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Heat Transfer in Orthotropic Material Plate due to Laser Beam

Find the temperature distribution on a square plate made of orthotropic material. A laser beam hits the middle of the plate and generates a heat flux. This example shows how to

  • Specify an orthotropic thermal conductivity that also depends on the temperature using a conductivity matrix and a function handle.

  • Define a heat flux pulse of a Gaussian shape using a function handle. The example shows a function modeling a beam with the steady amplitude that is switched off after a particular time, as well as a function modeling the beam with its amplitude gradually decaying over time.

Thermal Analysis Setup

Create and plot a geometry representing a 40-by-40-by-3 cm plate.

L = 0.4; % m
W = 0.4; % m
H = 0.03; % m
g = multicuboid(L,W,H);
figure
pdegplot(g,FaceLabels="on",FaceAlpha=0.3)

Figure contains an axes object. The axes object contains 6 objects of type quiver, text, patch, line.

Create a finite element analysis model with the plate geometry for transient thermal analysis.

model = femodel(AnalysisType="thermalTransient",Geometry=g);

Specify the initial temperature of the plate, 300 K.

model.CellIC = cellIC(Temperature=300);

Generate a mesh.

model = generateMesh(model);

Specify the heat flux boundary condition on top of the plate. First, specify a heat flux as a short pulse created by the laser beam by using the heatFluxSteady function. See Heat Flux Functions.

model.FaceLoad(2) = faceLoad(Heat = @heatFluxSteady);

Plot the heat flux returned by heatFluxSteady at the initial time t = 0 s.

a = linspace(-L/2,L/2);
b = linspace(-W/2,W/2);
[x,y] = meshgrid(a,b);
location.x = x;
location.y = y;
state.time = 0;
flux = heatFluxSteady(location,state);
figure
contourf(x,y,flux,100,LineStyle="none")
colorbar
xlabel("x")
ylabel("y")

Figure contains an axes object. The axes object with xlabel x, ylabel y contains an object of type contour.

Isotropic Thermal Conductivity

First, assume that the plate is made of an isotropic material with the thermal conductivity 50 W/(mK).

K = 50;

Specify the material properties. The mass density of the plate is 1960 kg/m3, and the specific heat is 710 J/(kgK).

model.MaterialProperties = ...
    materialProperties(ThermalConductivity=K, ...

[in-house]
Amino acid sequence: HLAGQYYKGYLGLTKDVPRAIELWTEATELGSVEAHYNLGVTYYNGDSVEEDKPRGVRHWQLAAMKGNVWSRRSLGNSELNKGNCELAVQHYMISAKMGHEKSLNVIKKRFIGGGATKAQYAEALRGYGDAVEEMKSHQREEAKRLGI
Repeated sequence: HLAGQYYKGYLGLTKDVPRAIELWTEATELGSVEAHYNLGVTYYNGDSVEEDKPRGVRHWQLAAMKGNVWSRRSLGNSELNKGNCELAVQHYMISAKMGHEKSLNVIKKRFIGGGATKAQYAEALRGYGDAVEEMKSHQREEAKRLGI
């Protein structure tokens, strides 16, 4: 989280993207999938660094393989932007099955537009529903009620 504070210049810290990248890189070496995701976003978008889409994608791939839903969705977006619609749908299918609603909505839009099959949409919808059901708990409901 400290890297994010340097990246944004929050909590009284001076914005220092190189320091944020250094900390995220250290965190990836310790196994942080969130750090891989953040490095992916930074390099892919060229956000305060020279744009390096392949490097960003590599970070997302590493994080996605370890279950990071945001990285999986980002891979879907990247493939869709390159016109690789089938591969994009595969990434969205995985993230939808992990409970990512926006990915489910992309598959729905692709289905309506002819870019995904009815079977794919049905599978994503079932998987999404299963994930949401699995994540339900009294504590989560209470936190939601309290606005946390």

MassDensity=1960, ...
                       SpecificHeat=710);

Solve the thermal problem for the times between 0 and 2 seconds.

t = 0:0.1:2;
Rt_iso = solve(model,t);

Plot the results using the Visualize PDE Results Live Editor task. First, create a new live script by clicking the New Live Script button in the File section on the Home tab.

On the Live Editor tab, select Task > Visualize PDE Results. This action inserts the task into your script.

To plot the temperature of the plate:

  1. In the Select results section of the task, select Rt_iso from the drop-down list.

  2. In the Specify data parameters section of the task, set Type to Temperature.

  3. Select the Animate checkbox to see how the temperature changes over time.

Live Task

Figure contains an object of type pde.graphics.pdevisualization.

Orthotropic Thermal Conductivity

For orthotropic thermal conductivity, create a vector of thermal conductivity components kx,ky, and kz.

kx = 50; % W/(m*K)
ky = 50; % W/(m*K)
kz = 500; % W/(m*K)
K = [kx;ky;kz];

Specify material properties of the plate.

model.MaterialProperties = ...
    materialProperties(ThermalConductivity=K, ... % W/(m*K)
                       MassDensity=1960, ...      % kg/(m^3)
                       SpecificHeat=710);         % J/(kg*K)

Solve the thermal problem.

Rt_ortho = solve(model,t);

Plot the results using the Visualize PDE Results Live Editor task.

  1. In the Select results section of the task, select Rt_ortho from the drop-down list.